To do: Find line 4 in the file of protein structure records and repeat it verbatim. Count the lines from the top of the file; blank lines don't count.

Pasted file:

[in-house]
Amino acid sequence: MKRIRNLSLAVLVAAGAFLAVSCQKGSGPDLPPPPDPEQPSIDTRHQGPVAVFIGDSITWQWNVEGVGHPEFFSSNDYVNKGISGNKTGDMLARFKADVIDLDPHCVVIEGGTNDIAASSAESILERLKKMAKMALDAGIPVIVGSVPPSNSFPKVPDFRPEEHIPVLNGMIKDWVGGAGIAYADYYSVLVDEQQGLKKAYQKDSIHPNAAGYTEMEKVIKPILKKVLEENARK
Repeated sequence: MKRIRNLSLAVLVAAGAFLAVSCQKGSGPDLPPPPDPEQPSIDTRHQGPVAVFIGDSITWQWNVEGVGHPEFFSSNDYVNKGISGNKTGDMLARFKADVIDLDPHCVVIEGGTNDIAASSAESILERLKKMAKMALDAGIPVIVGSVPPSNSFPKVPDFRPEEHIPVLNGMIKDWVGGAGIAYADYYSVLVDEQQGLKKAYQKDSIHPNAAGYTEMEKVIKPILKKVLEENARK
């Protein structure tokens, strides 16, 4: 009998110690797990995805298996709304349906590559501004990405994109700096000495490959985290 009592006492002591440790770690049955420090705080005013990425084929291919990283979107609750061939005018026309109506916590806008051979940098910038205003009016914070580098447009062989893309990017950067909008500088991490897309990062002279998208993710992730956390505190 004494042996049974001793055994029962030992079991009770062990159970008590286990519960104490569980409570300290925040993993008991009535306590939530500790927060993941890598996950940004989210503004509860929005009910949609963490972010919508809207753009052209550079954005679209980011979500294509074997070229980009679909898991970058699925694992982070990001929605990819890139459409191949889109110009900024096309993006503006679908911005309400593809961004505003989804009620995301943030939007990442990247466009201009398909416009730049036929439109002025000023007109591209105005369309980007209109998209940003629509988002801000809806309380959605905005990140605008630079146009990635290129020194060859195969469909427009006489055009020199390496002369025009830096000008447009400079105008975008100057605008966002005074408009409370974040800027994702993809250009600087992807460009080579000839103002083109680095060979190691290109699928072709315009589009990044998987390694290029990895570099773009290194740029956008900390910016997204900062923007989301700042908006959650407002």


């Protein structure tokens, strides 16, 4: 009998110690797990995805298996709304349906590559501004990405994109700096000495490959985290 009592006492002591440790770690049955420090705080005013990425084929291919990283979107609750061939005018026309109506916590806008051979940098910038205003009016914070580098447009062989893309990017950067909008500088991490897309990062002279998208993710992730956390505190 004494042996049974001793055994029962030992079991009770062990159970008590286990519960104490569980409570300290925040993993008991009535306590939530500790927060993941890598996950940004989210503004509860929005009910949609963490972010919508809207753009052209550079954005679209980011979500294509074997070229980009679909898991970058699925694992982070990001929605990819890139459409191949889109110009900024096309993006503006679908911005309400593809961004505003989804009620995301943030939007990442990247466009201009398909416009730049036929439109002025000023007109591209105005369309980007209109998209940003629509988002801000809806309380959605905005990140605008630079146009990635290129020194060859195969469909427009006489055009020199390496002369025009830096000008447009400079105008975008100057605008966002005074408009409370974040800027994702993809250009600087992807460009080579000839103002083109680095060979190691290109699928072709315009589009990044998987390694290029990895570099773009290194740029956008900390910016997204900062923007989301700042908006959650407002």